You’ll just have to stay tuned and find out!

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Why Did I Play This? Episode 10: Stargate

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The series returns with a nice look at one of the many ignored movie licensed games of the 16 bit era. Stargate was made by Acclaim and released for the SNES and Sega Genesis/Mega Drive in 1995, but not all was well in this land of milk and honey.

What happens when your low class nametag goes away and you can’t use it anymore? Well it looks like you just have to use your own name and hope nobody notices and ignores such MEDIOCRITIES!

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Spooky Plays: Zombies Ate My Neighbors

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I would have loved to play some more survival horror games this year, especially with the relevant holiday this month! Driven by time constraints I decided to pick my halloween game based on the ability to pick up and play, so a good childhood classic came up as the forerunner.

You can smell the cheese through the monitor!

Zombies Ate My Neighbors is a tongue-in-cheek top down maze like action game for the Super Nintendo and Sega Genesis/Mega Drive (just called Zombies for the MD players out there) that released in 1993. The game is meant to be a spoof of old drive-in monster movies, putting the player in charge of a boy wearing 3D glasses, or a girl with a pony tail and baseball hat. Armed with only your trusty squirt gun you must go around and save all the civilians in each level while staying alive and avoiding all the monsters, or killing them for points.

No teens were harmed in this game.

Zombies is packed so full of levels it is ready to burst, boasting 49 on a regular playthrough, but 55 counting all bonus levels! That is a long haul for even some of the most dedicated gamers, thankfully the game has a password system that works. All you need to do is write down the 4 letter password you get after completing every few levels. 4 letters. Its glorious. All of these levels are built from many different tilesets which are smartly spread out through the entire game, no 5 hedgemazes in a row here.

Cliches are this game’s best friend, the team at Lucasarts really showed their love for all of those old cheesy monster movies by putting nearly all of them in the game. Secret areas are where many large nods are placed, the first one having a big Frankenstein’s monster guarding an extra life in the lab. Of course every game has its own first enemy, and in this one the choice is as clear as day, the name is in the title! It will not take long to encounter more difficult and annoying enemies though, like all the Evil Dolls, werewolves, chainsaw maniacs, mummies, and martians among others.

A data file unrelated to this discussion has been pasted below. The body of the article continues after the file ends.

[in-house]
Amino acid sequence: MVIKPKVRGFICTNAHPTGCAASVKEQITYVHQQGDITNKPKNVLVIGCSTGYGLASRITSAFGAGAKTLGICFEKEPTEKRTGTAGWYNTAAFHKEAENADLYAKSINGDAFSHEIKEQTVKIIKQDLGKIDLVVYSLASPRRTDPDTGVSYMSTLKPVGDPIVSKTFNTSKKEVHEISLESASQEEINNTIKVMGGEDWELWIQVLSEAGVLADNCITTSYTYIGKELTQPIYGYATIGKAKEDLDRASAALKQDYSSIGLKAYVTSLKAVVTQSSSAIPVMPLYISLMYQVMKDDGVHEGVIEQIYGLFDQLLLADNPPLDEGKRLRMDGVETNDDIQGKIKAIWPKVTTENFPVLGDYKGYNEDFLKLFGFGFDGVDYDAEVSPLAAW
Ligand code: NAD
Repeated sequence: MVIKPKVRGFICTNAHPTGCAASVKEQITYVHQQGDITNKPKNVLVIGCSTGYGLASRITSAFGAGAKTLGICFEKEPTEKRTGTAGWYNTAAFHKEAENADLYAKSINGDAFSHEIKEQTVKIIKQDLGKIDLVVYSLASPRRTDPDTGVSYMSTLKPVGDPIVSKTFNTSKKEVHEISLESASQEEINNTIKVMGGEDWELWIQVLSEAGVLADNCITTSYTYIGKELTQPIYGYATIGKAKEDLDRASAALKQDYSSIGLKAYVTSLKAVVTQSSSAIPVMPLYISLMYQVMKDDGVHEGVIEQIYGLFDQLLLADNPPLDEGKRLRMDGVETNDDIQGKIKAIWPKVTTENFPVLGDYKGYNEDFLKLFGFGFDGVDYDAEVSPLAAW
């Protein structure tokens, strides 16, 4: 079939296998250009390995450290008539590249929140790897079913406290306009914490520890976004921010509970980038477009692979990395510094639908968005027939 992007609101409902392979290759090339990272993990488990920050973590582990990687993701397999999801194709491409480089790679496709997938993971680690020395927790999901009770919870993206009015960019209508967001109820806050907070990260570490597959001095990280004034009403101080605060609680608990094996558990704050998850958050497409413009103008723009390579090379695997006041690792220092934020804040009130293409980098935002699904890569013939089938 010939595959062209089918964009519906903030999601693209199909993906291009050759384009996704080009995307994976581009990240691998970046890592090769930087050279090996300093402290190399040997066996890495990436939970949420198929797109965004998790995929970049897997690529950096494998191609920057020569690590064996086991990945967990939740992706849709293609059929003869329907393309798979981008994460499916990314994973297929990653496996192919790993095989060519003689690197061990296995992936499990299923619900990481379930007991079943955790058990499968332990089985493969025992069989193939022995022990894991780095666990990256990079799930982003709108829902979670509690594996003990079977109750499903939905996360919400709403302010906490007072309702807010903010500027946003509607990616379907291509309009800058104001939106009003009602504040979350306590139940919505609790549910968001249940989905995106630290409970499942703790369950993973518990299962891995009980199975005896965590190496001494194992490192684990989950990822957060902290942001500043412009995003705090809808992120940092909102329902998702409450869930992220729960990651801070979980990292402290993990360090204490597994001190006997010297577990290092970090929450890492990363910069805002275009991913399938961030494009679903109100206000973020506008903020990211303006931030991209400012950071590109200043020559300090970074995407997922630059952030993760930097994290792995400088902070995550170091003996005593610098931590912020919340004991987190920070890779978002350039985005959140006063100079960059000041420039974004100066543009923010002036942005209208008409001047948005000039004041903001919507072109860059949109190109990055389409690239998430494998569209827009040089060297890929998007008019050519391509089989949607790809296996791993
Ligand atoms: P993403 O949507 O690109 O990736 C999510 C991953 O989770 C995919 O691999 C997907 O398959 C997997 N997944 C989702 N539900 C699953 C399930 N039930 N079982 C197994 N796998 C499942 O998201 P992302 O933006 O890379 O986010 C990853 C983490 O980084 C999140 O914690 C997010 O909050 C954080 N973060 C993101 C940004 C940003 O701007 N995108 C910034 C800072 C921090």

Others like gigantic babies for like, no reason.

In order to deal with all these enemies the developers gave you a ton of weapons to use, but first you have to find them strewn about or hidden in the various levels. One should never run out of ammo for their squirt gun, soda cans are used as grenades, popsicles can be thrown, paths can be blown open with the rocket launcher, forks and plates can be thrown, footballs can kill zombies. There is so much hidden around to find that the fun might never end! On top of weapons there are several secondary items to find, such as first-aid kits, keys, potions, shoes, and lazy clowns to name a few.

The game’s controls are smooth and responsive, the only real problem comes with the perspective. Since it is top down and some of the weapons require precision then sometimes you’ll shoot something and it will just barely miss. Think of beat’em-ups and how you have to be perfectly lined up with your opponent to hit them. The music and sound effects in this game are amazing, perfectly fitting given the game’s background and goal.

Now so far I’ve just been laying down my thoughts and a review of the SNES release of ZAMN but as of this writing I do not own the Genesis version, so can’t reliably comment on it. The Super Nintendo version is a must play, whether it is around Halloween or just at some random time. It is easy to pick up and play and get into, it doesn’t matter if you start from the beginning or use an old password, there is plenty of variety and challenge here to keep anybody busy until the dead return to their eternal slumber. Go play this classic right now if you have it for SNES, Genesis/MD, or Virtual Console!